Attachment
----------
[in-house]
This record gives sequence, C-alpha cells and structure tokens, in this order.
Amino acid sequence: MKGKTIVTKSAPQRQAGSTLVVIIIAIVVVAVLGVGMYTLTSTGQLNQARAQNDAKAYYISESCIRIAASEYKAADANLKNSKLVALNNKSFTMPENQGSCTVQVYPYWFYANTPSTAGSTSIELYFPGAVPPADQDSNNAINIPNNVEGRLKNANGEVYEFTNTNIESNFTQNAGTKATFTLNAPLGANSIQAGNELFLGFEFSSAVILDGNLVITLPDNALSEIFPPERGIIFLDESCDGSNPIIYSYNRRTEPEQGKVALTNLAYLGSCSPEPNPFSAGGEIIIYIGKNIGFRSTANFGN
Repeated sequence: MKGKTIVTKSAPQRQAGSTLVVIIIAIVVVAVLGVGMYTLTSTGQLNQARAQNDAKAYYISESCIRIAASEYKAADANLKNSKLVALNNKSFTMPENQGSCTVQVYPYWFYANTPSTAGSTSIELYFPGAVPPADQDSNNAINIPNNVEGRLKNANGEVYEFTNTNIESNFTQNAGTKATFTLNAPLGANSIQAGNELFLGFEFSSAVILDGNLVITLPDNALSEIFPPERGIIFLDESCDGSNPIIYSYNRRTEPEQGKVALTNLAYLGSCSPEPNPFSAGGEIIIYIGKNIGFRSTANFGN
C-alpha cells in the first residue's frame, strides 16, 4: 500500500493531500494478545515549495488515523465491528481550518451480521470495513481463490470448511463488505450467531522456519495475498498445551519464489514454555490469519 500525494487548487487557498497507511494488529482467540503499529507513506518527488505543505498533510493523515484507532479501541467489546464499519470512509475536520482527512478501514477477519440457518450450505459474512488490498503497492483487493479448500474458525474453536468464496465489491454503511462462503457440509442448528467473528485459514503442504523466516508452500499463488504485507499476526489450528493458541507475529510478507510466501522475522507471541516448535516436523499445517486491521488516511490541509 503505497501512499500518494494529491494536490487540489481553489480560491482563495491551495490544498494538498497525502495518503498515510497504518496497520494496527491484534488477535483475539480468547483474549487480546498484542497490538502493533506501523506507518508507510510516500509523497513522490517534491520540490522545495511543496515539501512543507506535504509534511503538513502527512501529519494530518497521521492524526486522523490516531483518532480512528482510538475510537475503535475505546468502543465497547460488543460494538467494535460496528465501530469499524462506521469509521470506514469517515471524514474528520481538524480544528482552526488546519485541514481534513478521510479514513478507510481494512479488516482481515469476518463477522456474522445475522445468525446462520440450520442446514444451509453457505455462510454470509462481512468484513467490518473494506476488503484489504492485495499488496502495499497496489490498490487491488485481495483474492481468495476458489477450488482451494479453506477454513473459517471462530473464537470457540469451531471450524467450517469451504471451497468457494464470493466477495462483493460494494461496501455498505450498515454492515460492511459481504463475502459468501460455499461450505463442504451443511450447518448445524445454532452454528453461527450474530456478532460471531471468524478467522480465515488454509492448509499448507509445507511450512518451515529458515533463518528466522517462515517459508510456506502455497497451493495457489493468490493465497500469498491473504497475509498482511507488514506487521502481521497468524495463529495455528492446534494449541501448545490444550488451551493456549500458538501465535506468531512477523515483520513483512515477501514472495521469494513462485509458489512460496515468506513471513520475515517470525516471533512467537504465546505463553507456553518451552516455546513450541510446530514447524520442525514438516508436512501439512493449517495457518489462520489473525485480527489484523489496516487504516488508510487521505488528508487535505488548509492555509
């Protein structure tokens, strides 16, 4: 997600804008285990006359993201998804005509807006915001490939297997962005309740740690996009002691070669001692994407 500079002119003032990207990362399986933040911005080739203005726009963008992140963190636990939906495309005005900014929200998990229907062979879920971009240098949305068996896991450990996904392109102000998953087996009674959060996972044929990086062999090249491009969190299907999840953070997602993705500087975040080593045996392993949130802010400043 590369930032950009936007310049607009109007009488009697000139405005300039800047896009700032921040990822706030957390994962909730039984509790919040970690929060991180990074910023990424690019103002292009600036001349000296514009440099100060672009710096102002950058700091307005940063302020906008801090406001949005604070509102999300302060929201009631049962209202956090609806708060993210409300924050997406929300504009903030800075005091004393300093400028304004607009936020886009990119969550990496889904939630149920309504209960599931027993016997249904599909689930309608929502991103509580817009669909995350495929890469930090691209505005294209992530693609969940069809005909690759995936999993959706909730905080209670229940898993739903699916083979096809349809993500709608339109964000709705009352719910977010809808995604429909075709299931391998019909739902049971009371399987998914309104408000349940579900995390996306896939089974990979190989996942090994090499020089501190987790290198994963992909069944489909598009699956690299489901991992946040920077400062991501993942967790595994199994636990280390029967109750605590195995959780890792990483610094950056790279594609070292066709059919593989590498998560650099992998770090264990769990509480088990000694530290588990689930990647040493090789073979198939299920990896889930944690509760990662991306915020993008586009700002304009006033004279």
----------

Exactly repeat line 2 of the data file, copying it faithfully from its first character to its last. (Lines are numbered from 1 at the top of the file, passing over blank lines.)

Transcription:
This record gives sequence, C-alpha cells and structure tokens, in this order.